Changes in the FEV1/FVC ratio during childhood and adolescence: An intercontinental study

Adnan Custovic, P. H. Quanjer, S. Stanojevic, J. Stocks, G. L. Hall, K. V V Prasad, T. J. Cole, M. Rosenthal, R. Perez-Padilla, J. L. Hankinson, E. Falaschetti, M. Golshan, B. Brunekreef, O. Al-Rawas, J. Kühr, Y. Trabelsi, M. S M Ip

    Research output: Contribution to journalArticlepeer-review


    In children, the ratio of forced expiratory volume in 1 s (FEV1) to forced vital capacity (FVC) is reportedly constant or falls linearly with age, whereas the ratio of residual volume (RV) to total lung capacity (TLC) remains constant. This seems counter-intuitive given the changes in airway properties, body proportions, thoracic shape and respiratory muscle function that occur during growth. The age dependence of lung volumes, FEV1/FVC and RV/TLC were studied in children worldwide. Spirometric data were available for 22,412 healthy youths (51.4% male) aged 4-20 yrs from 15 centres, and RV and TLC data for 2,253 youths (56.7% male) from four centres; three sets included sitting height (SH). Data were fitted as a function of age, height and SH. In childhood, FVC outgrows TLC and FEV1, leading to falls in FEV1/FVC and RV/TLC; these trends are reversed in adolescence. Taking into account SH materially reduces differences in pulmonary function within and between ethnic groups. The highest FEV1/FVC ratios occur in those shortest for their age. When interpreting lung function test results, the changing pattern in FEV1/FVC and RV/TLC should be considered. Prediction equations for children and adolescents should take into account sex, height, age, ethnic group, and, ideally, also SH. Copyright©ERS 2010.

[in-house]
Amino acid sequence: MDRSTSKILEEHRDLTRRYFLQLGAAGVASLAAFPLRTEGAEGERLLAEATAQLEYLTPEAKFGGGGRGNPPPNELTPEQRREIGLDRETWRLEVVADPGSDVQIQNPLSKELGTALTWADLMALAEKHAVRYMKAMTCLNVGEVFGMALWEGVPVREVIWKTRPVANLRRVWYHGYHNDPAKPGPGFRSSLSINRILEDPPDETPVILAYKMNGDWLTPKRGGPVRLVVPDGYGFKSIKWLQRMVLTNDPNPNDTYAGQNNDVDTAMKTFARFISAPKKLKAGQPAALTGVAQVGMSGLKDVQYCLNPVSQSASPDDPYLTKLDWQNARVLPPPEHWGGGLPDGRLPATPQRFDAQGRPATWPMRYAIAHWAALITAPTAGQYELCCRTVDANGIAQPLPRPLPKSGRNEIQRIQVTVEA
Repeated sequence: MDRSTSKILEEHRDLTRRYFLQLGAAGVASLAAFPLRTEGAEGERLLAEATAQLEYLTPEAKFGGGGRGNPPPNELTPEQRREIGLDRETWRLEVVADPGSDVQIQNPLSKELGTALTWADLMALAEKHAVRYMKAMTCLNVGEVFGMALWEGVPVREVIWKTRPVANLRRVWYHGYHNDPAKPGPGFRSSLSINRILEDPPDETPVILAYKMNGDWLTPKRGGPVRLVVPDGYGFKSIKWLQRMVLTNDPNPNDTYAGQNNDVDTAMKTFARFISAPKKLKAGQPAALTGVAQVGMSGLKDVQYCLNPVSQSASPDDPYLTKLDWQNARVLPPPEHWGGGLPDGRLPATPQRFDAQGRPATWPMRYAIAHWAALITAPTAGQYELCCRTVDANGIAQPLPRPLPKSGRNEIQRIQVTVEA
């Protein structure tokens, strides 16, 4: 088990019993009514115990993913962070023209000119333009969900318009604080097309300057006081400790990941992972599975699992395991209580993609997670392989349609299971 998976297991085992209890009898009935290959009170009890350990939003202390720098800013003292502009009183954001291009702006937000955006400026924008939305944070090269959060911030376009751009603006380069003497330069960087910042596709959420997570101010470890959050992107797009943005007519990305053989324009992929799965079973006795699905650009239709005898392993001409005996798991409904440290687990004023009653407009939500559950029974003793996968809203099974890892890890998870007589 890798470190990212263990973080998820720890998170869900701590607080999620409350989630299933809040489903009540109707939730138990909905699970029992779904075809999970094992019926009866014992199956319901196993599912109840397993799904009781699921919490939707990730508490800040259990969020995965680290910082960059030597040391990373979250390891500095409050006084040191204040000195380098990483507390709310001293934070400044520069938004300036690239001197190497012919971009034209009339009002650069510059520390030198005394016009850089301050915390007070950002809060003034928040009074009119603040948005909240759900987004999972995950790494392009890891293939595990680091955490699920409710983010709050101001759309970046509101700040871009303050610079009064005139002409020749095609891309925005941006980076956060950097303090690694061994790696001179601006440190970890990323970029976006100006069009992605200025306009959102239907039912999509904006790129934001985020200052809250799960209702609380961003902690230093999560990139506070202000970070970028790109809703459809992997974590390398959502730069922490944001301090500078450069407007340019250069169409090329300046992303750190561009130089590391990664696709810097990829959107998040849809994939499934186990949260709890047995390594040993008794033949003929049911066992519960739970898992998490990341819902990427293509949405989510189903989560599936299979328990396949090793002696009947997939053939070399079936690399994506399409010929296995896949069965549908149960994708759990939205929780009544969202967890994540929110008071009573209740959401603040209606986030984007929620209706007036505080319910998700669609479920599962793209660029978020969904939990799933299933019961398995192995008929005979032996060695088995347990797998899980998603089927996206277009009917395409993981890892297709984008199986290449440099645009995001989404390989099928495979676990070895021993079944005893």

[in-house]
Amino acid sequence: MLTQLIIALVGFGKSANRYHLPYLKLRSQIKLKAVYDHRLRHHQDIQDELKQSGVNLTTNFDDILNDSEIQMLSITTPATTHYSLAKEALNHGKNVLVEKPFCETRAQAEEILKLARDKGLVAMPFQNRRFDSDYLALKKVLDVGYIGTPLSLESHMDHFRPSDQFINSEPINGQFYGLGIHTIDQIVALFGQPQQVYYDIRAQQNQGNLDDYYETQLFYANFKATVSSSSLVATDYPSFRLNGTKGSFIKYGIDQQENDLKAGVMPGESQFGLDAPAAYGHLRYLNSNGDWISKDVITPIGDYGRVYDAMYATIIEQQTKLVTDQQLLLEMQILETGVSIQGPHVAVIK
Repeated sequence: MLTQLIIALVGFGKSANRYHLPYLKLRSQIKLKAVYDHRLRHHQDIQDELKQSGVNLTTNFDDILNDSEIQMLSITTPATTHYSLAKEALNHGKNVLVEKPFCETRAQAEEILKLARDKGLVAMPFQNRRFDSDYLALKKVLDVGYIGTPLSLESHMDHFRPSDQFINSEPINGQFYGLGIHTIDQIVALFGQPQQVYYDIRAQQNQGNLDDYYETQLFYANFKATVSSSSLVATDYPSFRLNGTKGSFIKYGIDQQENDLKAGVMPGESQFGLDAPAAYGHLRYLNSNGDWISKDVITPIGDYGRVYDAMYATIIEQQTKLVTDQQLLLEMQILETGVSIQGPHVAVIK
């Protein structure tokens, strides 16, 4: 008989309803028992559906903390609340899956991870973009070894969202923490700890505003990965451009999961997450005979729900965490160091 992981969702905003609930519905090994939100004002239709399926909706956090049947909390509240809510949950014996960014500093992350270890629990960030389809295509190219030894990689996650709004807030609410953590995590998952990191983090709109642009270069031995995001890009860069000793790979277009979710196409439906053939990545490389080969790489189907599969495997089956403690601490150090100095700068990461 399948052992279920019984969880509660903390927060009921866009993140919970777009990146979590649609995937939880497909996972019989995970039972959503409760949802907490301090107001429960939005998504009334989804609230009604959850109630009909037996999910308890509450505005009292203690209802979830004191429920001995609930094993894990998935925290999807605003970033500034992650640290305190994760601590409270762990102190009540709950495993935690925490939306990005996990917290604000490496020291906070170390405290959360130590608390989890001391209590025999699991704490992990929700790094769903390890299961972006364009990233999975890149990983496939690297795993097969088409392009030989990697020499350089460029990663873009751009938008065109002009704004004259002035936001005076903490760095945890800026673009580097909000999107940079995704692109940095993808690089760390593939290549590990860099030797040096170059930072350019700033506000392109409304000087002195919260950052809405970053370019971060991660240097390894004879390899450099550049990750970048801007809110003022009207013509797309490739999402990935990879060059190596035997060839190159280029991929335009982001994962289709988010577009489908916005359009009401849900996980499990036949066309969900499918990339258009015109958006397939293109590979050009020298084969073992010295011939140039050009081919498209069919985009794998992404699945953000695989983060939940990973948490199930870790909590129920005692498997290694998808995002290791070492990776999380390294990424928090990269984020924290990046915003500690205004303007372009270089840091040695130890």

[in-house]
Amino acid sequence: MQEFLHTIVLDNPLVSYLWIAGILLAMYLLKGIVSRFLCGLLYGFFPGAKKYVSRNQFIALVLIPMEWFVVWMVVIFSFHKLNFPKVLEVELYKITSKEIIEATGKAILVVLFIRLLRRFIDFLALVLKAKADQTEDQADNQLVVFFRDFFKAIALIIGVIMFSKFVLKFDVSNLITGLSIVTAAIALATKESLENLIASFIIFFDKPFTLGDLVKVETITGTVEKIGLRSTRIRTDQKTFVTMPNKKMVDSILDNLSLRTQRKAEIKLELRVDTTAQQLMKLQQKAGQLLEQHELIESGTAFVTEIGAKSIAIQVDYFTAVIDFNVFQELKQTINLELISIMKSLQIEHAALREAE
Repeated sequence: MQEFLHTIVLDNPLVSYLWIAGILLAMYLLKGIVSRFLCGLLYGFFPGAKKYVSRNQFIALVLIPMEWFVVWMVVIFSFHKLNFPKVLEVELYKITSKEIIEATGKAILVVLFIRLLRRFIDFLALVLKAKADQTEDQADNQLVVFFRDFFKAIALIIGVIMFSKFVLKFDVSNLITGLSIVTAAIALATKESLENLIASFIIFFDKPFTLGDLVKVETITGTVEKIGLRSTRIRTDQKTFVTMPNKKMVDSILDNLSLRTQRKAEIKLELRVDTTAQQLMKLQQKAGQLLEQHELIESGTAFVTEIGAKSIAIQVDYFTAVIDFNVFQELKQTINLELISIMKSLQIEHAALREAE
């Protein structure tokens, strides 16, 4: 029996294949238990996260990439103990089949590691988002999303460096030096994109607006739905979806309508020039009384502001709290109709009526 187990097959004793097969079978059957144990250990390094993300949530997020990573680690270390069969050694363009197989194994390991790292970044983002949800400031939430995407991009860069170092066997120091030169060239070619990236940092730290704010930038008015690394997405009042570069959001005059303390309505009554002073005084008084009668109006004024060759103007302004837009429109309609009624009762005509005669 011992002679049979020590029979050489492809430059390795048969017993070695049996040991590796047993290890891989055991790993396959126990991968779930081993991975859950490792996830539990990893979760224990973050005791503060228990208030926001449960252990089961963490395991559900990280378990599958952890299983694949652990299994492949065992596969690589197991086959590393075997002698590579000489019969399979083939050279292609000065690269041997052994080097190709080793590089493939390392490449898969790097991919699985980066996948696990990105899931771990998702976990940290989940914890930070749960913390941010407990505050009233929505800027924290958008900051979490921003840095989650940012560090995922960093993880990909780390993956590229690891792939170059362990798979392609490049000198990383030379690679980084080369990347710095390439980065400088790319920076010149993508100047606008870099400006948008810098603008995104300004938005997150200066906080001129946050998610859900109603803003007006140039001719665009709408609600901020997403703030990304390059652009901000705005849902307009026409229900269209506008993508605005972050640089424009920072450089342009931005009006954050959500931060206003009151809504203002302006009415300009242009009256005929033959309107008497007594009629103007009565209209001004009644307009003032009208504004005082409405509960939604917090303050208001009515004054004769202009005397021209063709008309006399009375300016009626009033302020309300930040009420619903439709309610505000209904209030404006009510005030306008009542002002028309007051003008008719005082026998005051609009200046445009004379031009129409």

Original languageEnglish
    Pages (from-to)1391-1399
    Number of pages8
    JournalEuropean Respiratory Journal
    Issue number6
    Publication statusPublished - 1 Dec 2010


    • Ethnicity
    • Growth and development
    • Lung volume measurements
    • Sitting height
    • Thorax


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